Double Member Borough
Available from Boydell and Brewer
Right of Election:
in the freemen
Number of voters:
between 1754 and 1768 about 800; steadily deceasing after 1768
|16 Apr. 1754||John Bullock||400|
|Richard Savage Lloyd||323|
|27 Mar. 1761||Bamber Gascoyne||400|
|26 Apr. 1763||John Huske vice Gascoyne, appointed to office||438|
|17 Mar. 1768||John Huske||455|
|15 Dec. 1773||Charles Rainsford vice Huske, deceased||272|
|8 Oct. 1774||John Strutt||396|
|Richard Savage Nassau||333|
|Drigue Billers Olmius, Baron Waltham||284|
|27 May 1780||Eliab Harvey vice Nassau, deceased|
|6 Sept. 1780||John Strutt|
|30 Mar. 1784||John Strutt|
|Drigue Billers Olmius, Baron Waltham|
|19 Feb. 1787||Sir Peter Parker vice Waltham, deceased||211|
|John Barker Church||13|
In 1754 the Government interest at Maldon seemed firmly established. Maldon being a port, there were places in the customs to be given to members of the corporation; strangers picked by the Government were introduced into the corporation; and honorary freemen were made at election time, connected with the candidates or the Government, but not necessarily with the borough or county. Still, a freeman borough could never be reduced to absolute dependence upon the Treasury; and nothing could be done without money. In 1754 John Bullock, a neighbouring country gentleman, supported by the Essex Tories and by John Strutt and his friends, defeated one of the Government candidates. By July 1755 Bullock was courting Newcastle;1 and in 1761 he joined Robert Colebrooke as a Government candidate.
Bamber Gascoyne, a close friend of Strutt, now came forward as an independent candidate and defeated Colebrooke. Yet in 1763, when Gascoyne was about to take office, he felt none too certain of being re-elected, although he had assurances of Government support. About a week before the election John Huske declared himself a candidate, and after a brazen and skilful campaign defeated Gascoyne.2 The corporation had sided with him and used their powers of creating freemen in his interest. Actions for bribery were brought by both sides, but were eventually dropped.
Next Gascoyne started a much more serious action. He filed a writ of quo warranto against the corporation, obtained a judgment of ouster against a majority of its members, and virtually annihilated the charter. References to the subject appear in Gascoyne’s long and frequent letters to Strutt,3 and it is clear that it only achieved its ultimate aim after the general election of 1768. After the corporation had been dissolved the electorate steadily decreased, as no new freemen could be created.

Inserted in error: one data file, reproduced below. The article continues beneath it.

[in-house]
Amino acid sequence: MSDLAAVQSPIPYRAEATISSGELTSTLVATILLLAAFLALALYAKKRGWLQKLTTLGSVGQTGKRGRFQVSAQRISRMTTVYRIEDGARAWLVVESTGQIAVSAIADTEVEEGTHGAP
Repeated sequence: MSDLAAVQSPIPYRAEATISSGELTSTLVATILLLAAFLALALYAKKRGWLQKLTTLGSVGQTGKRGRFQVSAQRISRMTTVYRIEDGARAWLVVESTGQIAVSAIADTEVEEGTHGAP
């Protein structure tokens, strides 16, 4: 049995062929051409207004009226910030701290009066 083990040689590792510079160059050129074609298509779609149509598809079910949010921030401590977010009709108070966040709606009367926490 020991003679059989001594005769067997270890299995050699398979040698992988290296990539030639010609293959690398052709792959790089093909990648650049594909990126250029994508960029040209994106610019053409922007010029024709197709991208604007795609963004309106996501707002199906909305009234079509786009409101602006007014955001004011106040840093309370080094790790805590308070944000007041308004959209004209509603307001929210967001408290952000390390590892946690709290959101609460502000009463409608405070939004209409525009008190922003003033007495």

At the election of 1768 the Strutt-Gascoyne party had as yet little chance of success, but went in search of a candidate ‘full of money and no fears’ and found one in John Henniker. Henniker was defeated and, to Gascoyne’s disappointment, refused to petition. In when Huske died, a new situation had arisen. Lord Rochford wished to reserve a seat at Maldon for his nephew, the son of Richard Savage Nassau, who would be of age by 1775 when the next general election was expected; and Gascoyne favoured an arrangement whereby Rochford and the Gascoyne-Strutt group would in future share the representation of the borough. It was dangerous to introduce a rich candidate who might set up an interest of his own, and not easy to find one until a new charter had been granted. In the event Gascoyne persuaded Strutt and his friends to come into an arrangement whereby Charles Rainsford, a stop-gap candidate chosen by Rochford, with no claims for the future, was put up with the support of Government. But Lord Waltham, in need of a seat at the forthcoming general election, and directed by his relatives by marriage, John Coe, a leading Maldon Dissenter, and John Luttrell, also put up a stop-gap candidate, Wallinger, supported by a good deal of money and by Opposition propaganda. When he was defeated, Luttrell ‘made a truly patriotic speech, which met with great applause, though attended with no other effect’.4
One factor in the election was the belief that Rochford would be able to procure a new charter for Maldon. When in 1774 Strutt and Nassau stood on a joint interest against Waltham, some of their former supporters now turned against them. ‘They say Lord Rochford’s friends last time solemnly promised them their charter before the general election, and ... they have been deceived’, wrote J. M. Leake to Strutt, 5 Oct. 1774. And Gascoyne advised Strutt on 6 Sept.:
I think it would be right to hand about a petition for a charter, to have a meeting in the next month at Maldon, make the declaration and go from house to house for a petition to the King, and assure them we will obtain their charter free of all costs.
But a new charter was not obtained until 1810, when, according to an historian of Essex, ‘the youngest freeman remaining in Maldon was above seventy years of age’.5
By 1780, as Gascoyne had foretold, the Nassau interest was extinguished, and Strutt’s was the best in the borough. With the corporation destroyed and the number of voters dwindling, Maldon elections lost their previous turbulence: those of 1780 and 1784 were uncontested, and that of 1787 was almost a walkover for the Government candidate.